Bob Lutz

Hendry working to the top

Jim Hendry is impossible not to like, and believe me I try.

As general manager of the Chicago Cubs, Hendry is Darth Vader to most St. Louis Cardinals fans, of which I am one.

But behind the mask there's a genuine guy who is determined to lead the Cubs to a prize they haven't accepted in more than 100 years — a World Series championship.

In nine seasons as GM, he hasn't done it yet. But as spring training approaches and hopes spring anew, Hendry anticipates the Cubs will be in the thick of things in the National League Central.

He's added right-handed starter Matt Garza, first baseman Carlos Pena and a familiar face to Cubs fans, reliever Kerry Wood, to a team that played well down the stretch in 2010 after a bad first five months.

And in his biggest move, Hendry kept Mike Quade, who was named interim manager when Lou Piniella abruptly retired in late August and guided the Cubs to a 24-13 record, signing Quade to a two-year deal while disappointing fans who wanted someone with a higher profile in the manager role.

"It was a difficult decision and I'm thankful the new owner (Thomas Ricketts) left the final call to me,'' Hendry said.

Hendry, who coached Creighton to its biggest baseball accomplishment 20 years ago, will be the featured speaker at Monday's night's First Pitch Banquet, the season kickoff event for Wichita State baseball.

In picking Quade, Hendry snubbed Cubs legend Ryne Sandberg, who was the manager at the Cubs' Triple-A affiliate in Des Moines. Sandberg spent four years as a manager in the minor leagues, hoping to someday take over in Chicago. Hendry appreciated the sacrifice, but in the end didn't think Sandberg was the right fit with the Cubs.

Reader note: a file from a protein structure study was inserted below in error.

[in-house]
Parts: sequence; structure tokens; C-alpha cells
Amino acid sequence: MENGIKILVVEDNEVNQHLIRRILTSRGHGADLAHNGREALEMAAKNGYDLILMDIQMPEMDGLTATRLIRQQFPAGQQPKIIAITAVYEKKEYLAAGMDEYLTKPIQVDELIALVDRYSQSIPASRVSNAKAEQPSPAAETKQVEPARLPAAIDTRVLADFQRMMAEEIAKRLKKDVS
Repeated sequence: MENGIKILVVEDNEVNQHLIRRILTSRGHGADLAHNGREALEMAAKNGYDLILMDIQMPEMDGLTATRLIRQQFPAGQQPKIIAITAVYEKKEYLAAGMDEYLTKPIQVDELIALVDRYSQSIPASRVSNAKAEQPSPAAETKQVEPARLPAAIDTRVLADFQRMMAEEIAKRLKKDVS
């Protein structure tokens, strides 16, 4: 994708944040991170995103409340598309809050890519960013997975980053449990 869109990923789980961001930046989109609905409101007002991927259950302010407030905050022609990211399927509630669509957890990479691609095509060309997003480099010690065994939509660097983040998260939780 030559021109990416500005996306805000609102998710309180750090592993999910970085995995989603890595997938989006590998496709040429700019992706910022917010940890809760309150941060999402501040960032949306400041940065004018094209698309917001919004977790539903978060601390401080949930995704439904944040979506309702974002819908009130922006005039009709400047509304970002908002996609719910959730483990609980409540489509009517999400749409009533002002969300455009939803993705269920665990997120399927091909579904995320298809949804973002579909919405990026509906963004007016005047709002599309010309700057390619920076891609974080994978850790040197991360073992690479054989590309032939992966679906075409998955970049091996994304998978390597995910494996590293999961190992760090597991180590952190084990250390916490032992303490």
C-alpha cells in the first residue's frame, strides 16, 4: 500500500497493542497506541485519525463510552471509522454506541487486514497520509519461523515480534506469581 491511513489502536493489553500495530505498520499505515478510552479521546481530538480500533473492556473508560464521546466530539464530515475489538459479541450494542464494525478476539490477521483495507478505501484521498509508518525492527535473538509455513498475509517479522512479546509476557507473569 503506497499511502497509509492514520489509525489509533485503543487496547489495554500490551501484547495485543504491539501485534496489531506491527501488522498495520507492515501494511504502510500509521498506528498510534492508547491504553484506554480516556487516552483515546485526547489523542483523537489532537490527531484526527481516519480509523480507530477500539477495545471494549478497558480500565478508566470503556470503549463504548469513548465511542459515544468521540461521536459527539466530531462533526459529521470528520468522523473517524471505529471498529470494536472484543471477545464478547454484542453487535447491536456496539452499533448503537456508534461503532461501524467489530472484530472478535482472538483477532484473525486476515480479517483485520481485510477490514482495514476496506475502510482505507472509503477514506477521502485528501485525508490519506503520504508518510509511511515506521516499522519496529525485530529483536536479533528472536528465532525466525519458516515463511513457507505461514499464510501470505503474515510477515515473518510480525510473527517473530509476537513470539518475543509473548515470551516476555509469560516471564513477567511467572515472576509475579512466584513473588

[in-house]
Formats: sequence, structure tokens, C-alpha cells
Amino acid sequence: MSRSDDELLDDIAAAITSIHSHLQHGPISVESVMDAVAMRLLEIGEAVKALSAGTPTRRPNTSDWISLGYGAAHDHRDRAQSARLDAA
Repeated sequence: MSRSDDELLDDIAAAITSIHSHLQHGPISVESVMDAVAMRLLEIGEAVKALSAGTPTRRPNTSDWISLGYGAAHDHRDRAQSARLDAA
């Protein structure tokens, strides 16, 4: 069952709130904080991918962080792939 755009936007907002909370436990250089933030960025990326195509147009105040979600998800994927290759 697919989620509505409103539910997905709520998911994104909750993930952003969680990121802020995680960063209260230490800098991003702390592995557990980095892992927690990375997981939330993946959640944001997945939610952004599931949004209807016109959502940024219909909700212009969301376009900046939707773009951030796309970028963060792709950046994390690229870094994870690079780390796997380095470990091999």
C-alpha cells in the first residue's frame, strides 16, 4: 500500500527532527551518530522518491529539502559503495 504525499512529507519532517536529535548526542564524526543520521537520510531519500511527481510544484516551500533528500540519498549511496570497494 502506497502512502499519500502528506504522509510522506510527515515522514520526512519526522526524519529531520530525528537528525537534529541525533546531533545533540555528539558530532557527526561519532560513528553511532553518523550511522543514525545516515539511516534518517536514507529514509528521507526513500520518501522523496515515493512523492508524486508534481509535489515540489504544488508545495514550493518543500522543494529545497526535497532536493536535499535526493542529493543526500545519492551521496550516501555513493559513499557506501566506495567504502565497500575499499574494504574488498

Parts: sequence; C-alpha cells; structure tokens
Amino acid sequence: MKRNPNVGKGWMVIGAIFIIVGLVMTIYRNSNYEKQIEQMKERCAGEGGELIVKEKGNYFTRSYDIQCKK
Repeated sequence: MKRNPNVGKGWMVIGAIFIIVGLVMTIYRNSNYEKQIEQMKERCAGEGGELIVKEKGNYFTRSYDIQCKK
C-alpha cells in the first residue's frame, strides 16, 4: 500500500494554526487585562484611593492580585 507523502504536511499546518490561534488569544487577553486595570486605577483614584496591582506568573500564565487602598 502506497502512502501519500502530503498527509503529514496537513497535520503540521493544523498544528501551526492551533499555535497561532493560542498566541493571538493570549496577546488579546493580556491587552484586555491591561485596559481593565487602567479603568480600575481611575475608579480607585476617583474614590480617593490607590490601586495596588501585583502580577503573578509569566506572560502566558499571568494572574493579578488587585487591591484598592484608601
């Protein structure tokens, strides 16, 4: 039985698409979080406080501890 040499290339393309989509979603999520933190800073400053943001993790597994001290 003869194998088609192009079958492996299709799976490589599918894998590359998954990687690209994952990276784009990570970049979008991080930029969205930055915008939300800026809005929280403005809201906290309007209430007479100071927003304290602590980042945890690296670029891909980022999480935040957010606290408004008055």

Sandberg left the organization and will manage this season at Allentown, Pa., with the Triple-A affiliate of the Philadelphia Phillies.

"Quade had been on our staff for four years and had really commanded a lot of respect without promoting himself,'' Hendry said. "He always has had the players' respect. When Lou left, I think everybody thought Alan Trammell, the bench coach, was going to take over as interim manager. I decided to give Mike a shot and then he kind of ran the table in the last 35 to 40 games. He handled things so well on and off the field.''

It was an unconventional move, but one I admire. It's refreshing to see a big league organization reward a lifer like Quade, who spent more than 20 years bouncing around in the minor leagues.

Hendry relates, because his rise in baseball wasn't mercurial, either.

The 55-year-old Hendry started as a high school coach in Florida and was hired as assistant at Creighton in 1983.

Baseball at Creighton in those days didn't amount to much, but Hendry didn't let the school's lack of tradition hold him back. He went to work recruiting and was promoted to coach 18 months after arriving.

In 1991, the Bluejays made it to the College World Series, played at home in Omaha. It was the shining moment of Hendry's coaching career and one he still cherishes.

"I look at that as a tremendous time in my life,'' he said. "I never look back and try to analyze how good of a coach I was or wasn't. But I don't know that I've had a better time in my life as I did coaching at Creighton. I had a bunch of kids who overachieved and got a small school to the College World Series.''

While at Creighton, Hendry struck up a friendship with Wichita State coach Gene Stephenson and Shocker pitching coach Brent Kemnitz, relationships that still thrive.

"I was a young assistant at Creighton in 1983 and I thought that of all the people we played, Wichita State did things the right way,'' Hendry said. "They got people ready for pro ball and they played the game the way it's supposed to be played. I thought Gene and Brent did it better than anybody.''

In those years, Wichita State's baseball rivalry was a friendly one because the coaches got along so well.

"Both of those guys were really good to me,'' Hendry said of the long-time Shocker coaches. "They gave me a lot of respect. Creighton wasn't a great program at the time, but I tried to be a great recruiter and I think I earned their respect, too.''